When Should I Use ui.Interface.refresh?
When should I use ui.Interface.refresh?
Support have told me to add a ui.Interface.refresh, why?
Support have told me to remove a ui.Interface.refresh, why?
The ui.Interface.refresh method is one of the more polarising pieces of Genero code. I say this because historically with the GDC development, and lately the GBC development, issues have been found to occur with a ui.Interface.refresh statement, or it maybe that the workaround is to add a ui.Interface.refresh statement. The GDC/GBC product developers might privately wish that the ui.Interface.refresh method had never been invented because of the times they have investigated an issue and found that the case they hadn’t considered is where a developer has used one or more ui.Interface.refresh methods in unexpected or unnecessary places.
To have a good understanding of the ui.Interface.refresh statement, it is important you understand the Dynamic User Interface and the Front End View Protocol
In the expanded view of the Front-End protocol, note the two way communication between the front-end workstation, and the back-end application server. The back-end application server sends to the front-end the changes to the AUI Tree (step 6), the workstation sends back the users response (step 4). Step 6, the changes to the AUI Tree are only sent from the back-end to the front-end when a response from the user is expected. The back-end effectively buffers up the user interface changes and sends them to be rendered only when the user is expected to do something, that is the 4gl code has reached an INPUT, DISPLAY ARRAY, MENU, INPUT ARRAY, CONSTRUCT, PROMPT, DIALOG etc. Other user interface syntax such as OPEN WINDOW, CLOSE WINDOW, MESSAGE, ERROR and methods such as ui.Form.setFieldHidden() don’t affect the visual user interface straight away, but are only rendered when the 4gl code is at the dialog syntax and ready for a user response.
This optimisation to minimise the network traffic has a side-effect in that what if we weren’t expecting the user to make a response then this user interface change will not be immediately sent and rendered. This is most commonly seen in code such as
FOREACH ... ... LET count = count + 1 MESSAGE SFMT("Processing record %1 OF %2", count, total) END FOREACH
As the FOREACH loop is processed, we are not expecting a response from the user. so the AUI Tree changes are not immediately sent to the front-end. The developers intention might have been to display “Processing record 1 of 100”, “Processing record 2 of 100” as the process runs, but all the end-user will see is no change to the UI except at the end they will see “Processing record 100 of 100” when the logic reaches the next statement requiring a response from the user.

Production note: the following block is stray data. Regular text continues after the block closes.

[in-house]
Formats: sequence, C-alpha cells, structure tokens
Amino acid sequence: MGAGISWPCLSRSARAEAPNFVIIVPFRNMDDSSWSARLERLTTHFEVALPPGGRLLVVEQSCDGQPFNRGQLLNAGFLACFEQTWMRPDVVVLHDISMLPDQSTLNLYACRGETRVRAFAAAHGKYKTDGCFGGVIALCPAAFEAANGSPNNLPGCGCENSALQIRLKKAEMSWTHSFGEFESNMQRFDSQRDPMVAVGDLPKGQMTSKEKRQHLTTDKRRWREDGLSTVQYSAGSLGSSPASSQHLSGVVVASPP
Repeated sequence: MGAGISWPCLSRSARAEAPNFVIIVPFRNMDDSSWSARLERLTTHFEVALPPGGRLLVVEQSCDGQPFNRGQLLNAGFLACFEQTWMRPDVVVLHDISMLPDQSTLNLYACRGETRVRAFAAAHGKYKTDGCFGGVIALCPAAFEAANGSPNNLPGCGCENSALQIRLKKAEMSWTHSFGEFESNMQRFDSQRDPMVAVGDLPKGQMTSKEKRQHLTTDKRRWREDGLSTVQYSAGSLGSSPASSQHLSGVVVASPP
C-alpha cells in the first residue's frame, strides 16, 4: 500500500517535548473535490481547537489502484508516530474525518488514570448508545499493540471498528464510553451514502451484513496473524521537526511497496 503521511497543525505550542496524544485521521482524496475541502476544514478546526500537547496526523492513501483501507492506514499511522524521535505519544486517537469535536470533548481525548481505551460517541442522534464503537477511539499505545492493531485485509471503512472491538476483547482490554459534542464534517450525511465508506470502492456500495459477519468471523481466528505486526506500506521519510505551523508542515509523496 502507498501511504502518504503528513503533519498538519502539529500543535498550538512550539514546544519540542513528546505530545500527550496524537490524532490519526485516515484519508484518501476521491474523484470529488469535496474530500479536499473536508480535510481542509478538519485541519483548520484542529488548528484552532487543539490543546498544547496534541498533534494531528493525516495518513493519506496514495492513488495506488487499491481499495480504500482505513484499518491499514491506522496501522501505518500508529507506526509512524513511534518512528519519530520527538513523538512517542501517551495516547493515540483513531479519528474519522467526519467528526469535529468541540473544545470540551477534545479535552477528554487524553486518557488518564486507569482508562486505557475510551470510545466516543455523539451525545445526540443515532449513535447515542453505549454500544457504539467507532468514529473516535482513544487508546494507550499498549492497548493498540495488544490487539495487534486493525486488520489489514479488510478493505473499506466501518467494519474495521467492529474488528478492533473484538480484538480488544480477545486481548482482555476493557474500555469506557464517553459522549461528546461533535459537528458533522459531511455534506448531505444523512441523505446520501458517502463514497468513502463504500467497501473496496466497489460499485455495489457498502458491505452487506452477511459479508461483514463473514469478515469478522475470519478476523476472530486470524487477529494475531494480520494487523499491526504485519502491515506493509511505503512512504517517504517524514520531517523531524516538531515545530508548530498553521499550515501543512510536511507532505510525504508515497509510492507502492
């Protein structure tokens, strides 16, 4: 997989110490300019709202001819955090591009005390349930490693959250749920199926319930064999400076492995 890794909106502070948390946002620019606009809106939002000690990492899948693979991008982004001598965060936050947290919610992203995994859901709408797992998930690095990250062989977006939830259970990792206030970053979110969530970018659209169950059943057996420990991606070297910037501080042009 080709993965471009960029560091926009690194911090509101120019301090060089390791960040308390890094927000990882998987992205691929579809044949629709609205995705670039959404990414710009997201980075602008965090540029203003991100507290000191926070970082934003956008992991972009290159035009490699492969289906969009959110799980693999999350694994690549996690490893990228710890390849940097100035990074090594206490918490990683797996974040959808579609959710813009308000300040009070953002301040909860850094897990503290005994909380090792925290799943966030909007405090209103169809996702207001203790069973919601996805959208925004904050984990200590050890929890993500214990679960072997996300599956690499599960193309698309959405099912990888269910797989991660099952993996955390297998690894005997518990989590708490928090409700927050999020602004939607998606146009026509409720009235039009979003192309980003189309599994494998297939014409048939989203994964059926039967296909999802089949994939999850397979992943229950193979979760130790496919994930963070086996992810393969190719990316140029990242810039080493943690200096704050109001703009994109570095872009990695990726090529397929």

The ui.Interface.refresh method was introduced for scenarios such as this. Its usage means that the UI changes will be sent to the front-end immediately for it to display. It will render these changes and won’t wait for the user to make a response, and the 4gl code will carry on. In the protocol diagram it effectively forces step 6 (and then 2) to occur without waiting for the user to do something (step 3 and 4) and so the control is back with the runtime system and processing continues.
By adding the call, that code then becomes …
FOREACH ... ... LET count = count + 1 MESSAGE SFMT("Processing record %1 OF %2", count, total) CALL ui.Interface.Refresh() END FOREACH
… so now the user will see “Processing record 1 of 100”, “Processing record 2 of 100”. However there is a problem. Chances are your system is capable of processing 100’s if not 1000’s of these transactions a second. The user has no need to see each individual message, and worse these message transmissions are clogging up your network. So for code like this we expect your code to be more like …
FOREACH ... ... LET count = count + 1 MESSAGE SFMT("Processing record %1 OF %2", count, total) IF count MOD 1000 = 0 THEN CALL ui.Interface.Refresh() END IF END FOREACH